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Media Center: ‘Perfidia’ by James Ellroy

August 26th, 2014

WHO: James Ellroy

WHAT: PERFIDIA, a novel

WHEN: Published by Knopf September 11, 2014

WHERE: The novel is set in Los Angeles.

WHY: “A sprawling,
uncompromising epic of crime and depravity.”

—PUBLISHERS WEEKLY, a featured review


“Ellroy is not only back in form — he’s raised the stakes.
This worm’s-eye view from thoroughly corrupt Los Angeles is a war novel like no other.” —KIRKUS, a starred review

“Disturbing, unforgettable, and inflammatory
…It’s an ugly picture, but just try looking away.

“The first volume of what is being billed as the Second L.A. Quartet, Perfidia marks both a return to the scene of Ellroy’s greatest success and a triumphant return to form.
“On the eve of Pearl Harbor, a Japanese family is found dead in their home, apparent victims of ritual suicide. Inconsistencies suggest that it might be murder—but, as the city reels from next morning’s act of war, there is pressure to fit the facts to the crime. Police chief Clemence ‘Call-Me-Jack’ Horrall demands a solution by New Year’s, and Dud Smith is only too happy to oblige. Others demur, but with L.A. caught in a sudden squall of wartime hysteria, their objections are blown away in the storm. As ordinary citizens act out against the ‘Japs’ and police round up suspects, plans are being made to intern the Japanese, seize their property, and turn a nice profit in the bargain. Meanwhile, clandestine short-wave radios and a submarine attack raise the fear that a Fifth Column is collaborating with the enemy, rendering the entire California coast vulnerable — but is the Fifth Column real or imagined?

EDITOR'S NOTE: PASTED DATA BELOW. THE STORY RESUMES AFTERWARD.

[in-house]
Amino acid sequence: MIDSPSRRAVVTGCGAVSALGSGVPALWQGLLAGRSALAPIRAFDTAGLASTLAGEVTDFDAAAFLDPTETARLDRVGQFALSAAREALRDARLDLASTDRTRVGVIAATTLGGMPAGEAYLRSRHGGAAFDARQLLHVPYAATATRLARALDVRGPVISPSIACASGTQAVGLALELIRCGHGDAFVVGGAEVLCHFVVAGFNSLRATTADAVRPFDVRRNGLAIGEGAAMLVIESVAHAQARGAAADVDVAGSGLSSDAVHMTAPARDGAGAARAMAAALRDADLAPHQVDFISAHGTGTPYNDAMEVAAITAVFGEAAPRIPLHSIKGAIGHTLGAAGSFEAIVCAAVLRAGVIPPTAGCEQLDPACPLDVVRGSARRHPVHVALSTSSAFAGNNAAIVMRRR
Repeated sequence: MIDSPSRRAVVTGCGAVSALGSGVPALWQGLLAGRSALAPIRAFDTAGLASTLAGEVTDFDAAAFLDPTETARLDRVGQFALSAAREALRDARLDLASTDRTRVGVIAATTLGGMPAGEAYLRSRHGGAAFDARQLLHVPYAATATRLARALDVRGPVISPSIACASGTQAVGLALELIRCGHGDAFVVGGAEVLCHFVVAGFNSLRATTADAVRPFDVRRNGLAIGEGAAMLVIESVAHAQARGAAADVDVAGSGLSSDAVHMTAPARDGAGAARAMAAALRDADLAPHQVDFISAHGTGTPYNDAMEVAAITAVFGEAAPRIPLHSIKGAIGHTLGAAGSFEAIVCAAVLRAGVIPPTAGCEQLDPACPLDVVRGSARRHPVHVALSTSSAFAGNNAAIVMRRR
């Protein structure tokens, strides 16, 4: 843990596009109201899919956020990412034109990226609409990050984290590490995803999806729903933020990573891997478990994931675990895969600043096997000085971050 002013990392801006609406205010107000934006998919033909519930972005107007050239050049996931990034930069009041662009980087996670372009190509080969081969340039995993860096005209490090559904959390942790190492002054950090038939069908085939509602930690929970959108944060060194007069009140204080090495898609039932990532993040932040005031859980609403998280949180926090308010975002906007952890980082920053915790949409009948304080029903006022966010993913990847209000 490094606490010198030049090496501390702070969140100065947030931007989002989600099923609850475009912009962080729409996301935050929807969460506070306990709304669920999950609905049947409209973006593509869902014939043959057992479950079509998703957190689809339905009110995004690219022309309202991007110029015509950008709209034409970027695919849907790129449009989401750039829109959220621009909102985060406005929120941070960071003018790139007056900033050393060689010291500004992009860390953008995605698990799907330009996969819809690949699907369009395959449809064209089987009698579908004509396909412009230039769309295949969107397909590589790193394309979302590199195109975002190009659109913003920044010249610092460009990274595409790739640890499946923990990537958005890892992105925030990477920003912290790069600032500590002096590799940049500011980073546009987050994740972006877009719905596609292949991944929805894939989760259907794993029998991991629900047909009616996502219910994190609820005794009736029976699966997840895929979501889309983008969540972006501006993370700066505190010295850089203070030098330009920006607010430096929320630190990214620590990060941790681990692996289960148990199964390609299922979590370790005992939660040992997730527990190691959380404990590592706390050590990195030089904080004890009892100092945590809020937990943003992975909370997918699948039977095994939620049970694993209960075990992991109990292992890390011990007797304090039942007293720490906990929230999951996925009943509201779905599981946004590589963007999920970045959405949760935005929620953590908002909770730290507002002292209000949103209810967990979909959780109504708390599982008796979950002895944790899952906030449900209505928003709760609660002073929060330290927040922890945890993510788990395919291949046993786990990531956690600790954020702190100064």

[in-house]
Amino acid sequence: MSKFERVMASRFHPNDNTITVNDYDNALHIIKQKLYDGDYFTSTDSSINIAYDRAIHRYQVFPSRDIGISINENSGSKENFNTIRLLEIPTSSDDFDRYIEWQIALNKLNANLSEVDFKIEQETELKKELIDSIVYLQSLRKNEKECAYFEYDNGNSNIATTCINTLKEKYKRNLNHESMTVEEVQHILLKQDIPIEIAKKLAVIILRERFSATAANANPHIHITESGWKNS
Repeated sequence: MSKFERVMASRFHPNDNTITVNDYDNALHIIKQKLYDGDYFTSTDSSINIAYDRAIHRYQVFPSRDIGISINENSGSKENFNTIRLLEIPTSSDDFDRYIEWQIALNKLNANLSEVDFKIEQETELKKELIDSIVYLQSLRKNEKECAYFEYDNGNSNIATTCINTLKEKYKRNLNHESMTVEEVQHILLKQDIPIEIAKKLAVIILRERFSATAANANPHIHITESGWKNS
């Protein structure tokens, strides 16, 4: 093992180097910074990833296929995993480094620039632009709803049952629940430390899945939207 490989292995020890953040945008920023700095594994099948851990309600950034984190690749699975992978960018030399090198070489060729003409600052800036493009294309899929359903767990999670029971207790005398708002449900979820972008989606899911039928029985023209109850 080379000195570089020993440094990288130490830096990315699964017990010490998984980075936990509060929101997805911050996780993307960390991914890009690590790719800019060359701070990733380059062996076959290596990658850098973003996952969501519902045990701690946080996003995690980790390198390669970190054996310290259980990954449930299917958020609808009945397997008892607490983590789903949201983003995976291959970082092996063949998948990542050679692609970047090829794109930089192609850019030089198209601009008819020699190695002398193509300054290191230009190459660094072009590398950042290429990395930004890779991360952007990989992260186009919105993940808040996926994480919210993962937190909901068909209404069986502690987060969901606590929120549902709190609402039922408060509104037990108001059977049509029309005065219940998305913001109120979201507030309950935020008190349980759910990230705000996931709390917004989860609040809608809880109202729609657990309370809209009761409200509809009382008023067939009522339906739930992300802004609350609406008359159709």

“Longtime Ellroy readers will be gratified to see practically the full cast of the L.A. Quartet and some characters from the Underworld U.S.A. trilogy, from Bucky Bleichert and William Parker to Ward Littell and J. Edgar Hoover (with a notable cameo by Elizabeth Short), but the most fascinating creation is a newcomer, Hideo Ashida, a gifted forensics man whose job is complicated by his Japanese nationality, his homosexuality, and his inability to choose between would-be patrons Smith and Parker. Smith, Parker, Ashida, and Kay Lake, a bohemian recruited to infiltrate a cell of well-meaning Communist sympathizers, form the key quartet in a typically labyrinthine, byzantine, cast-of-dozens (even Bette Davis plays a part!) effort. Evidence is suppressed, confessions are coerced, plots are hatched, allegiances are broken, and the case is solved—after a fashion.
“As the novel builds to its fever-dream climax, Ellroy’s wartime L.A. evokes William S. Burroughs at his surreal and satirical best. It’s a landscape where insomniac obsessives fight and fornicate fueled by drugs and alcohol, rifle squads roam the streets wearing shrunken-head lucky charms, and policemen pose their kids for pictures with a murder suspect called the Wolfman. Ashida summarizes it succinctly: ‘Land grabs, plastic surgery, blood libel. Rogue cops, sub attacks, a lynch-mob massacre…Secret radios and feigned seppuku. The haughty Left and the bellicose Right. A grand alliance of war profiteers.” All he leaves out, perhaps, are the smut films, sexual perverts, and Nazi sympathizers.” —Keir Graff, in a starred review for BOOKLIST

Jacket photoMedia Resources:
About the book | About the author | Download the jacket | Download the author photo | Listen to the AudioBook

Publicist for this title:
Paul Bogaards | 212-572-2177 | pbogaards@penguinrandomhouse.com